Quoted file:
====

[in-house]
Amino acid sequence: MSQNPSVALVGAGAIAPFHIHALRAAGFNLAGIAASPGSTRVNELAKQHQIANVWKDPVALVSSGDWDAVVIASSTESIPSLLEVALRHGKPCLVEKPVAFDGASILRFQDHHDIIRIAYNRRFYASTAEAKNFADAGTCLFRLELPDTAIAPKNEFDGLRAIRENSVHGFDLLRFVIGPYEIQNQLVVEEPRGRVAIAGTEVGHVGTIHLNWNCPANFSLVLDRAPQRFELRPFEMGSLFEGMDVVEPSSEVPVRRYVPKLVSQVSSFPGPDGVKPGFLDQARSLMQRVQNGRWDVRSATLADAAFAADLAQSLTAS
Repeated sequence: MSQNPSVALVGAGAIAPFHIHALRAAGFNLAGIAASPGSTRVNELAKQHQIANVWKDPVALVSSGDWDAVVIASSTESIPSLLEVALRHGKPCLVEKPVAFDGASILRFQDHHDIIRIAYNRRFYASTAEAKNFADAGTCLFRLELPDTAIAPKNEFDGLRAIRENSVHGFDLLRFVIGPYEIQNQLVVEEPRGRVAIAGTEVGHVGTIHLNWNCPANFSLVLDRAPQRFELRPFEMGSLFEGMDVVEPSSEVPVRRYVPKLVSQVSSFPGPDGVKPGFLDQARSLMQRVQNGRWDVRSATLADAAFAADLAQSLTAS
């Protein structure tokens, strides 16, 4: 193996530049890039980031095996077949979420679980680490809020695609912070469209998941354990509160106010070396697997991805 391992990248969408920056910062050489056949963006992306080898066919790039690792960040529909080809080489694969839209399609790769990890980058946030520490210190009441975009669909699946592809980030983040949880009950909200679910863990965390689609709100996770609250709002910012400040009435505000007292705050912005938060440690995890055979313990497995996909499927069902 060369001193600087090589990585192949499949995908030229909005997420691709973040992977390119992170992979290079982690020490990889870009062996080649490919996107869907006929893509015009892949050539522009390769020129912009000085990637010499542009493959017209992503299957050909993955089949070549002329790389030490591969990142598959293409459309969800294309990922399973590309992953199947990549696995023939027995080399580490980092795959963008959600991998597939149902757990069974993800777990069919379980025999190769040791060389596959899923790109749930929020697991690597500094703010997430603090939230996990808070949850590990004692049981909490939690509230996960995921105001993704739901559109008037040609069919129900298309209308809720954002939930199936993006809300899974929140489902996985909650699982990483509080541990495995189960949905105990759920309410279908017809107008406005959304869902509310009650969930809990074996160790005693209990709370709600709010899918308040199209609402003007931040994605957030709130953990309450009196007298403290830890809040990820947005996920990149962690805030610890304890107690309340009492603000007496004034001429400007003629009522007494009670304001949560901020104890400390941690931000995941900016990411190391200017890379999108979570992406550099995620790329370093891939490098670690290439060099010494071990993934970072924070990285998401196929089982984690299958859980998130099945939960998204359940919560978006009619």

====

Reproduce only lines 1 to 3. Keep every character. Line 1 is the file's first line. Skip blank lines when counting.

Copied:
[in-house]
Amino acid sequence: MSQNPSVALVGAGAIAPFHIHALRAAGFNLAGIAASPGSTRVNELAKQHQIANVWKDPVALVSSGDWDAVVIASSTESIPSLLEVALRHGKPCLVEKPVAFDGASILRFQDHHDIIRIAYNRRFYASTAEAKNFADAGTCLFRLELPDTAIAPKNEFDGLRAIRENSVHGFDLLRFVIGPYEIQNQLVVEEPRGRVAIAGTEVGHVGTIHLNWNCPANFSLVLDRAPQRFELRPFEMGSLFEGMDVVEPSSEVPVRRYVPKLVSQVSSFPGPDGVKPGFLDQARSLMQRVQNGRWDVRSATLADAAFAADLAQSLTAS
Repeated sequence: MSQNPSVALVGAGAIAPFHIHALRAAGFNLAGIAASPGSTRVNELAKQHQIANVWKDPVALVSSGDWDAVVIASSTESIPSLLEVALRHGKPCLVEKPVAFDGASILRFQDHHDIIRIAYNRRFYASTAEAKNFADAGTCLFRLELPDTAIAPKNEFDGLRAIRENSVHGFDLLRFVIGPYEIQNQLVVEEPRGRVAIAGTEVGHVGTIHLNWNCPANFSLVLDRAPQRFELRPFEMGSLFEGMDVVEPSSEVPVRRYVPKLVSQVSSFPGPDGVKPGFLDQARSLMQRVQNGRWDVRSATLADAAFAADLAQSLTAS